While the average person prefers to take their bizarre secrets and cringe-worthy perversions to their grave, standup comedian Jim Norton morphs his taboo tales into public works of art.
Norton has no problem sharing his browser history or less-than-conventional sex life with packed auditoriums — it’s actually been the basis of the 49-year-old’s successful career that started back in 1990. After Andrew Dice Clay took him on the road in 1997, Norton’s act reached audiences across the country and he soon after landed a spot on the Opie and Anthony radio show.
In 2017, his career hit another benchmark when he crossed the pond for the first time.
“I just started doing Europe,” Norton told Revue from a Chicago hotel room. “It’s such a great time. (Comedian) Bill Burr talked me into it. I credit Bill completely. The last thing you want is Bill Burr yelling, ‘You’re stupid!’ at you. He was right. I’ve enjoyed Europe very much — the crowds are incredible.”
This month, Norton brings his Kneeling Room Only Tour to Grand Rapids. The show includes some new material slated for his next special, which he plans to release next year. After seven specials stocked with self-deprecating black comedy, his followers may wonder if he’ll soon run out of warped personal anecdotes. Rest assured, Norton’s got a stockpile of freaky tales to draw from.
“In natural human experience, there are always things happening that are interesting or unusual,” he said. “Sometimes I’ll take experiences I haven’t talked about yet and try them out. But I never feel the pressure to outdo myself. If you try to out-outrageous yourself, you’re going to run out of material very fast.”
Beyond his own world of weirdness, which includes his constant fear of contracting HIV (Note: he does not have HIV), Norton isn’t afraid to delve into other sensitive subjects. A couple of his classic bits tear Bill Cosby and Casey Anthony to shreds, a style he borrows from the late Joan Rivers, his comedic idol.
In his 2015 special, Contextually Inadequate, Norton professed his admiration for Rivers: “She was the most brutal comic I ever saw perform,” he said. “She made fun of AIDS, she made fun of 9/11 … she never said she was sorry. She was more fearless than any comic. That’s what they do in this era — they catch you saying something and then they hound you until you say you’re sorry.”
Aside from mirroring Rivers’ knack for offensive pop-culture commentary, Norton also keeps as busy as her, working in a variety of mediums. When he’s not on the road, he records his SiriusXM radio show, the Jim & Sam Show, five days a week. He’s a two-time New York Times Bestselling author and has a long list of television and movie credits. Norton also heads two podcasts, UFC Unfiltered and his own Chip Chipperson Podcast, a show featuring Norton in character as the unbalanced Chip. It makes for a long day.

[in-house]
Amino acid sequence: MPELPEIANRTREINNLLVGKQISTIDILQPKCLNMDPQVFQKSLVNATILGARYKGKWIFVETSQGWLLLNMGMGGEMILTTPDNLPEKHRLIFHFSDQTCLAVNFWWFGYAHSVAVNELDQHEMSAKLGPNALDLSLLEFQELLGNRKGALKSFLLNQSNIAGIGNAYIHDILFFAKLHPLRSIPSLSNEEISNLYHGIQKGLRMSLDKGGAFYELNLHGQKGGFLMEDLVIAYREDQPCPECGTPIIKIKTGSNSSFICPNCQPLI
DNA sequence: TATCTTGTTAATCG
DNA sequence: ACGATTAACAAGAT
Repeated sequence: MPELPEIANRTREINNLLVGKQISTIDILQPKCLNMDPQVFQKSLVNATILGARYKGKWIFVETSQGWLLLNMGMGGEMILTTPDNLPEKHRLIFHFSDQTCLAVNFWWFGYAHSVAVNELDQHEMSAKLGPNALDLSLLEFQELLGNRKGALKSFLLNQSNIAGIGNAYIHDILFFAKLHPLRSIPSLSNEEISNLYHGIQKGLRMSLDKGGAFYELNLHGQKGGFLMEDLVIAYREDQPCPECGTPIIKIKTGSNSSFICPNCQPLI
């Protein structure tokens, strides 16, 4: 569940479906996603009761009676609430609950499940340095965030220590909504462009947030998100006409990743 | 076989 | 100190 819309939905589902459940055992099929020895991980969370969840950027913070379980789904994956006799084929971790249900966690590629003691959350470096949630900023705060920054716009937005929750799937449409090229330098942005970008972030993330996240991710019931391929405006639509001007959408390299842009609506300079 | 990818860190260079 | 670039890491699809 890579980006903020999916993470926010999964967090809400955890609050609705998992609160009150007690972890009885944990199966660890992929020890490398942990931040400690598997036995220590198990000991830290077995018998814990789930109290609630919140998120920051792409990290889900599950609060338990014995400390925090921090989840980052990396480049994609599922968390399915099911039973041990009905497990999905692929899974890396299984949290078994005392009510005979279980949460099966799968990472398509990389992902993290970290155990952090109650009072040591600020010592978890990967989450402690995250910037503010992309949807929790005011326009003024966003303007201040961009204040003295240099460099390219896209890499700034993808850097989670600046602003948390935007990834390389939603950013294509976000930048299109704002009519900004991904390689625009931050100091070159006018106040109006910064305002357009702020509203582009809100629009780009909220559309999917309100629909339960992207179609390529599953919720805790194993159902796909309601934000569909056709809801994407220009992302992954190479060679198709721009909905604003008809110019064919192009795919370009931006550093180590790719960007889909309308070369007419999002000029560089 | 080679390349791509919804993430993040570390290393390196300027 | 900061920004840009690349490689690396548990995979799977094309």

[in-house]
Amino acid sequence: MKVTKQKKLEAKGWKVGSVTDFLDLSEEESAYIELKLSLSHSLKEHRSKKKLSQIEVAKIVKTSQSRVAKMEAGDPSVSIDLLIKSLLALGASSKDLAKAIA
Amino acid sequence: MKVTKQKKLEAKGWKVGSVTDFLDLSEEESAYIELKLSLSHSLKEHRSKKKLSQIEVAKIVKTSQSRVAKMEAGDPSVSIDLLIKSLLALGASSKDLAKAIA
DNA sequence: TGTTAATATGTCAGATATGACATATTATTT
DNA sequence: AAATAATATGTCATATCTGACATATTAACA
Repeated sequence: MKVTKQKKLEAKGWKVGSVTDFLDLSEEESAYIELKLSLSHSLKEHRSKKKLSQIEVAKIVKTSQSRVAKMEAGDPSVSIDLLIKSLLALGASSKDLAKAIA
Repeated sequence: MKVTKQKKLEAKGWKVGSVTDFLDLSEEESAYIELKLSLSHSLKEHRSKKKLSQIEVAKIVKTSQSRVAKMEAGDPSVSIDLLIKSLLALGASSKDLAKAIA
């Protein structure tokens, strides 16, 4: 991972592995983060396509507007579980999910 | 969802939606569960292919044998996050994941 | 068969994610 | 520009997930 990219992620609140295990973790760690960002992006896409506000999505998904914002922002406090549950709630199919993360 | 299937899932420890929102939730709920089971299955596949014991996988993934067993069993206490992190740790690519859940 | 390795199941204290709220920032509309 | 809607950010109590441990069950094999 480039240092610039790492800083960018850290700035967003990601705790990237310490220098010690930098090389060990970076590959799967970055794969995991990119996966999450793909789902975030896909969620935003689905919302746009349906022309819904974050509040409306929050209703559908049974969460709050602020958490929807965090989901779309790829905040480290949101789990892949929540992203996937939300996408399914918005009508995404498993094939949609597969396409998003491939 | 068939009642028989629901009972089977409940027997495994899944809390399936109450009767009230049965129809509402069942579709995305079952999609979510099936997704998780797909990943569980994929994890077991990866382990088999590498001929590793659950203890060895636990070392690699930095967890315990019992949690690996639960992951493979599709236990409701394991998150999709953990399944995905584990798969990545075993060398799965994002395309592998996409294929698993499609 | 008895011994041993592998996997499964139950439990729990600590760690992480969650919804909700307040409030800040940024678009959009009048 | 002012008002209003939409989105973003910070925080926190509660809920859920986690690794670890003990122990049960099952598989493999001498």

“I wake up at 7 a.m., I do the radio show from 8-11 a.m., I do the UFC podcast two days a week and do the Chip podcast one night a week,” Norton said. “Of course, like every comedian in New York City, I go down to the Comedy Cellar almost every night — I’m on stage about six nights a week. I keep busy, anything to not have to deal with myself, alone, in a dark room.”
The Jim and Sam Show has been on the air for more than a year now. It’s a steady full-time job for Norton, in which he casually converses with a stream of Hollywood celebrities and fellow comedians alongside Sam Roberts, who he met back in 2005. The co-hosts previously worked together on the now-defunct Opie and Anthony Show, hosted by controversial radio vets Gregg “Opie” Hughes and Anthony Cumia. Roberts is a bit younger than Norton’s past co-hosts, but the two have chemistry.
“Sam is about 34, but looks about 62,” Norton said. “He looks like something out of Whoville, like the Grinch or something. He’s a really strange looking character but we have a very good relationship, there’s no weirdness. I love doing the show.
“Plus, the advantage of being up at SiriusXM is that so many people come to the building, so it’s easy to get them to stop by. But some people, like Ricky Gervais, come specifically to do our show.”
Chatting it up with interesting people over the airwaves isn’t such a bad gig, but does it chew up valuable bit-writing hours?
“It does not hinder my standup at all,” he said. “It’s really fun to do. It keeps you thinking, so it probably makes my standup better. I’m always thinking and talking about topical stuff — then I go into the Comedy Cellar that night and talk about it.”
Jim Norton: Kneeling Room Only Tour
20 Monroe Live, 11 Ottawa Ave. NW, Grand Rapids
Jan. 27, 7 p.m., $37-$88